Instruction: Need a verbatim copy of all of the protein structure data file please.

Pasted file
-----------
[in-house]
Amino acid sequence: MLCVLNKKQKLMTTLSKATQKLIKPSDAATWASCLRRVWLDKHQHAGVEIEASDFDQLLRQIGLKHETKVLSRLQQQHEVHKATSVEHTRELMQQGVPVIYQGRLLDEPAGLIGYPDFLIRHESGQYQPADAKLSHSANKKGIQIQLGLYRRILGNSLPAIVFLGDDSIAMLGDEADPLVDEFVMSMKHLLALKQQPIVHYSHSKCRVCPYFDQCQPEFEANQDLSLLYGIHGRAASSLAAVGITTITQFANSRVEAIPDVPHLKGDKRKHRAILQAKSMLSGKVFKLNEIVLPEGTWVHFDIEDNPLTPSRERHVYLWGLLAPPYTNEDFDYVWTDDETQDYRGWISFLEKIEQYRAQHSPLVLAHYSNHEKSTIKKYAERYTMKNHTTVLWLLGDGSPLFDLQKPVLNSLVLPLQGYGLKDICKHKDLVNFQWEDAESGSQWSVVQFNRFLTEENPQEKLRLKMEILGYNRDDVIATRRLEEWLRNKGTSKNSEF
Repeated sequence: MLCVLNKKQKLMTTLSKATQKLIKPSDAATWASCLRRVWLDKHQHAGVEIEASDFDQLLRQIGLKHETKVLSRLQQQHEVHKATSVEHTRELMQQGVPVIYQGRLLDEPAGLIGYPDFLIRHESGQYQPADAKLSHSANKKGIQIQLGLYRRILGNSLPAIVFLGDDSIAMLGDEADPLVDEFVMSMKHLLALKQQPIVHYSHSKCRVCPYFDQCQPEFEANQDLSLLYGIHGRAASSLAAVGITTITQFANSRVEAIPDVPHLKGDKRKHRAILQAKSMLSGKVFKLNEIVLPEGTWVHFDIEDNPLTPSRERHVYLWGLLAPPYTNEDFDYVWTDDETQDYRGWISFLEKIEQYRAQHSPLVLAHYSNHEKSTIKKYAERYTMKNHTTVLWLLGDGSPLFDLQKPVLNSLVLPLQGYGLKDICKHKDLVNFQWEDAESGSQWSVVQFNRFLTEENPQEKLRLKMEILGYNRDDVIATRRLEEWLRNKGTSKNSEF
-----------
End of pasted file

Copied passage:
[in-house]
Amino acid sequence: MLCVLNKKQKLMTTLSKATQKLIKPSDAATWASCLRRVWLDKHQHAGVEIEASDFDQLLRQIGLKHETKVLSRLQQQHEVHKATSVEHTRELMQQGVPVIYQGRLLDEPAGLIGYPDFLIRHESGQYQPADAKLSHSANKKGIQIQLGLYRRILGNSLPAIVFLGDDSIAMLGDEADPLVDEFVMSMKHLLALKQQPIVHYSHSKCRVCPYFDQCQPEFEANQDLSLLYGIHGRAASSLAAVGITTITQFANSRVEAIPDVPHLKGDKRKHRAILQAKSMLSGKVFKLNEIVLPEGTWVHFDIEDNPLTPSRERHVYLWGLLAPPYTNEDFDYVWTDDETQDYRGWISFLEKIEQYRAQHSPLVLAHYSNHEKSTIKKYAERYTMKNHTTVLWLLGDGSPLFDLQKPVLNSLVLPLQGYGLKDICKHKDLVNFQWEDAESGSQWSVVQFNRFLTEENPQEKLRLKMEILGYNRDDVIATRRLEEWLRNKGTSKNSEF
Repeated sequence: MLCVLNKKQKLMTTLSKATQKLIKPSDAATWASCLRRVWLDKHQHAGVEIEASDFDQLLRQIGLKHETKVLSRLQQQHEVHKATSVEHTRELMQQGVPVIYQGRLLDEPAGLIGYPDFLIRHESGQYQPADAKLSHSANKKGIQIQLGLYRRILGNSLPAIVFLGDDSIAMLGDEADPLVDEFVMSMKHLLALKQQPIVHYSHSKCRVCPYFDQCQPEFEANQDLSLLYGIHGRAASSLAAVGITTITQFANSRVEAIPDVPHLKGDKRKHRAILQAKSMLSGKVFKLNEIVLPEGTWVHFDIEDNPLTPSRERHVYLWGLLAPPYTNEDFDYVWTDDETQDYRGWISFLEKIEQYRAQHSPLVLAHYSNHEKSTIKKYAERYTMKNHTTVLWLLGDGSPLFDLQKPVLNSLVLPLQGYGLKDICKHKDLVNFQWEDAESGSQWSVVQFNRFLTEENPQEKLRLKMEILGYNRDDVIATRRLEEWLRNKGTSKNSEF